, Volume 9, Issue 4, pp 40–40 | Cite as

Particle size measurement for dry powders


The dry dispersion of powders by means of laser diffraction is seen as a fast and ecologically neutral method of particle size analysis. However, until now the use of this method has been somewhat limited in the case of fragile, brittle particles. The limiting factor was the need to introduce sufficient energy for dispersion but without destroying the fragile particles. This problem is now remedied by the Aero- S dry powder disperser developed by Malvern, which allows the equally new Mastersizer 3000 particle size analyser to analyse the particle size of all kinds of dry power samples and enables users to measure materials such as cement, coffee, cohesive minerals and even fragile pharmaceutical materials with a size range of 0.1 μm to 3.5 mm in a dry state. Due to its fast and efficient analysis with an extremely high data acquisition rate, the new disperser provides stable, accurate dry measurements of even the most demanding samples with very wide particle size distributions.

The new dry disperser is a completely new development. A modular venturi dispersing system enables the user to select the most suitable dispersion mechanism for the sample being analysed. The venturi nozzle that is included as standard equipment is suitable for a very broad spectrum of samples and also disperses cohesive materials while maintaining the integrity of the fragile particles. An optional venturi that additionally disperses the sample by direct impaction is available for more demanding requirements such as breaking up agglomerated samples and the dispersion of very cohesive materials. The dispersion system also features sensitive dispersion pressure control to within +/-0.1 bar over the range from 0.1 to 4 bar, which allows precise adaptation of the energy input according to the sample. Sample trays in different sizes can be selected according to the size of the sample. The enclosed measuring cell delivers bias-free measurements while minimising user exposure to the sample. All steps of the analysis — feeding the sample, dispersing, measuring and cleaning — are completely controlled by the software via the System Manager interface.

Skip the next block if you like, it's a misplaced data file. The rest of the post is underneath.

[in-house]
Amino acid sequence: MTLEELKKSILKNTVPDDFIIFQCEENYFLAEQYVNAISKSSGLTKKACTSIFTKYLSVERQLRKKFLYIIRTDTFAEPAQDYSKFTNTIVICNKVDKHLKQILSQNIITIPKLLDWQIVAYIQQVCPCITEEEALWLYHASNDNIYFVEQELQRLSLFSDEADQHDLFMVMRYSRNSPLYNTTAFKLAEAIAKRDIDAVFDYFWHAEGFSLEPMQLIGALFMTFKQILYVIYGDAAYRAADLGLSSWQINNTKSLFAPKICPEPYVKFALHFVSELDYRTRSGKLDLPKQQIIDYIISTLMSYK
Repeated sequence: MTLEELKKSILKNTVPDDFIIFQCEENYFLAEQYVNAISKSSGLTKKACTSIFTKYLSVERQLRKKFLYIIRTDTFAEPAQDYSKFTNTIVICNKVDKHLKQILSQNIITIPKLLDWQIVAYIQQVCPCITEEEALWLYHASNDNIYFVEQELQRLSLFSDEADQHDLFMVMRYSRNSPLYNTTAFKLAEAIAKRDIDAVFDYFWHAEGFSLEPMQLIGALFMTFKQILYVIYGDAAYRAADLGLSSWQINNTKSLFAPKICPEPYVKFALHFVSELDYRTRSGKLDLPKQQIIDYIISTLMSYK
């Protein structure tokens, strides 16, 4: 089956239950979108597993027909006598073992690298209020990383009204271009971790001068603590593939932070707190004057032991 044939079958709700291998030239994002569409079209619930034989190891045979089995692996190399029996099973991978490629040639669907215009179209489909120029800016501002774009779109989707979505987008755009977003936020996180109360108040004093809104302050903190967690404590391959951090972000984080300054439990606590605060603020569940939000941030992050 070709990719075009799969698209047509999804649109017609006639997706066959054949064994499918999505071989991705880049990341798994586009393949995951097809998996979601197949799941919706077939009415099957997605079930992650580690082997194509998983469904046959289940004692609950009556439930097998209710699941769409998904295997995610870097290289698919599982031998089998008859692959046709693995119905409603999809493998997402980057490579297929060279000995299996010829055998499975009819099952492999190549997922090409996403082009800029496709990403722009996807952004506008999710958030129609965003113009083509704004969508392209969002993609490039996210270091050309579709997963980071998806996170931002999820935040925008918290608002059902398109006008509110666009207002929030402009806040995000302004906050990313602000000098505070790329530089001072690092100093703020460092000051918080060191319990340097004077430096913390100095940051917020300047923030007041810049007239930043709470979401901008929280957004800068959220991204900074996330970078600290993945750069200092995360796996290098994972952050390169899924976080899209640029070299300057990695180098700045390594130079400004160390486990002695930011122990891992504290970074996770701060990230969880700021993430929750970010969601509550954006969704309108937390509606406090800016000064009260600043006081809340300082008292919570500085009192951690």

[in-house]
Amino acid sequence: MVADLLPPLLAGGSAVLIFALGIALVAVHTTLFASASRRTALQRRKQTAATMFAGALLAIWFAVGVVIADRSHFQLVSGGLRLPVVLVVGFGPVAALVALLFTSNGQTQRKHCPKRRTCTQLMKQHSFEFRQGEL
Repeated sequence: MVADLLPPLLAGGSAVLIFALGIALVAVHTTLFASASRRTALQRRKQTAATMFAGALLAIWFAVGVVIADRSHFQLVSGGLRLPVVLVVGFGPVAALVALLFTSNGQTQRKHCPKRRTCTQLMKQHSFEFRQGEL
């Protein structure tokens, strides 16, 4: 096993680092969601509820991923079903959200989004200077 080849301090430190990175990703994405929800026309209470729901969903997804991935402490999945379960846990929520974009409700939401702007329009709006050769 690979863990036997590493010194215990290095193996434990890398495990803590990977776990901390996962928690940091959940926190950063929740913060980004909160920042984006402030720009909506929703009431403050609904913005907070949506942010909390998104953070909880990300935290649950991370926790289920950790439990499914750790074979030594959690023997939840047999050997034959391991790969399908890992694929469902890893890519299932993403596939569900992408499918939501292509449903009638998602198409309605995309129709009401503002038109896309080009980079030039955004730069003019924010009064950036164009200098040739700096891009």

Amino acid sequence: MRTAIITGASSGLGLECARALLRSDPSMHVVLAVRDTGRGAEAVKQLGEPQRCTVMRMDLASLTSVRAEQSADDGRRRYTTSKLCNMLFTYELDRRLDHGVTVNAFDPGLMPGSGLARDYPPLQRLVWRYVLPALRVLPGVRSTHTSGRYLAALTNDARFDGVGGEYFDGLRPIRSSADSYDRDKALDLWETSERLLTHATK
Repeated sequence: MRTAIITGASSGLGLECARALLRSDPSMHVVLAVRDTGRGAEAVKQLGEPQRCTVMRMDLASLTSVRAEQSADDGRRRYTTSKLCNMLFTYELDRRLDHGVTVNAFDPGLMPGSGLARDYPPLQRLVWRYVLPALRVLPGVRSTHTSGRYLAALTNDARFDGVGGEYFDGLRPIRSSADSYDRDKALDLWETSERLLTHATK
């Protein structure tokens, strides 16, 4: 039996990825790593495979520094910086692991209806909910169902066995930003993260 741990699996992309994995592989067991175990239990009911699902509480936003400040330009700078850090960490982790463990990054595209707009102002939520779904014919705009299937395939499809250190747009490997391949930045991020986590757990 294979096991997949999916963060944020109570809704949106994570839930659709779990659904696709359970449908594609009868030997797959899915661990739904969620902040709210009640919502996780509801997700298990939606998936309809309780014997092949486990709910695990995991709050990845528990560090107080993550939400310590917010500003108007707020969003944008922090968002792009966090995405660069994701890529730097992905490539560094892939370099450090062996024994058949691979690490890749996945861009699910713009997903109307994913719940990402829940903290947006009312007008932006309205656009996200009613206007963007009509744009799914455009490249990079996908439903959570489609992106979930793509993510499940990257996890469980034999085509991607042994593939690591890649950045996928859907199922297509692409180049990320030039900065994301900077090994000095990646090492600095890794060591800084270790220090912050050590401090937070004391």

Copyright information

© Springer Fachmedien Wiesbaden 2012

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